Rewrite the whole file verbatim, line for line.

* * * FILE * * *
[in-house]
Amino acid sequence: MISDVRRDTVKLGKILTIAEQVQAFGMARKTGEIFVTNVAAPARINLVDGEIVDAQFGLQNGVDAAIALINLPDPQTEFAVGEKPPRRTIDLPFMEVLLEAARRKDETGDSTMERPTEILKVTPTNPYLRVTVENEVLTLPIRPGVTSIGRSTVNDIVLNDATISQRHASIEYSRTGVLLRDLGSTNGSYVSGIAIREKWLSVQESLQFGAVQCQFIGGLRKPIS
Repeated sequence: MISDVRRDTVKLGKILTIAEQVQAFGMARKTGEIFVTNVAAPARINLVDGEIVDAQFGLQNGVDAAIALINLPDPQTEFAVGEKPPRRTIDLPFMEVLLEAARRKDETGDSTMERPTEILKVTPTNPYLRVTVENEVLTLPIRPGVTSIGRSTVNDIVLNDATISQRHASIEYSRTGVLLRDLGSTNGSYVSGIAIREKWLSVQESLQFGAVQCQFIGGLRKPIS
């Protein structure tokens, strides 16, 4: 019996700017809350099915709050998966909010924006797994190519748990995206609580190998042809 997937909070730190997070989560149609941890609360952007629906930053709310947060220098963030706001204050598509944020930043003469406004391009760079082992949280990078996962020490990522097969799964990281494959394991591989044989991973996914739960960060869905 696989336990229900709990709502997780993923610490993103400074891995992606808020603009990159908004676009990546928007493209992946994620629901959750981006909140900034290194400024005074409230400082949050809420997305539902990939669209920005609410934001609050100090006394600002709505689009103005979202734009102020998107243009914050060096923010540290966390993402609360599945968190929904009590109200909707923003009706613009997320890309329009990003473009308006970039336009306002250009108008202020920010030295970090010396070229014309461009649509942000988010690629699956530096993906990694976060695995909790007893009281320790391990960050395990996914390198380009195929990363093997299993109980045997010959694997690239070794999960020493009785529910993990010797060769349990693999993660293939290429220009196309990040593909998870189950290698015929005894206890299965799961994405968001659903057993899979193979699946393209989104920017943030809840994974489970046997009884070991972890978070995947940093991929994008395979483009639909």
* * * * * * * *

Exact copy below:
[in-house]
Amino acid sequence: MISDVRRDTVKLGKILTIAEQVQAFGMARKTGEIFVTNVAAPARINLVDGEIVDAQFGLQNGVDAAIALINLPDPQTEFAVGEKPPRRTIDLPFMEVLLEAARRKDETGDSTMERPTEILKVTPTNPYLRVTVENEVLTLPIRPGVTSIGRSTVNDIVLNDATISQRHASIEYSRTGVLLRDLGSTNGSYVSGIAIREKWLSVQESLQFGAVQCQFIGGLRKPIS
Repeated sequence: MISDVRRDTVKLGKILTIAEQVQAFGMARKTGEIFVTNVAAPARINLVDGEIVDAQFGLQNGVDAAIALINLPDPQTEFAVGEKPPRRTIDLPFMEVLLEAARRKDETGDSTMERPTEILKVTPTNPYLRVTVENEVLTLPIRPGVTSIGRSTVNDIVLNDATISQRHASIEYSRTGVLLRDLGSTNGSYVSGIAIREKWLSVQESLQFGAVQCQFIGGLRKPIS
């Protein structure tokens, strides 16, 4: 019996700017809350099915709050998966909010924006797994190519748990995206609580190998042809 997937909070730190997070989560149609941890609360952007629906930053709310947060220098963030706001204050598509944020930043003469406004391009760079082992949280990078996962020490990522097969799964990281494959394991591989044989991973996914739960960060869905 696989336990229900709990709502997780993923610490993103400074891995992606808020603009990159908004676009990546928007493209992946994620629901959750981006909140900034290194400024005074409230400082949050809420997305539902990939669209920005609410934001609050100090006394600002709505689009103005979202734009102020998107243009914050060096923010540290966390993402609360599945968190929904009590109200909707923003009706613009997320890309329009990003473009308006970039336009306002250009108008202020920010030295970090010396070229014309461009649509942000988010690629699956530096993906990694976060695995909790007893009281320790391990960050395990996914390198380009195929990363093997299993109980045997010959694997690239070794999960020493009785529910993990010797060769349990693999993660293939290429220009196309990040593909998870189950290698015929005894206890299965799961994405968001659903057993899979193979699946393209989104920017943030809840994974489970046997009884070991972890978070995947940093991929994008395979483009639909």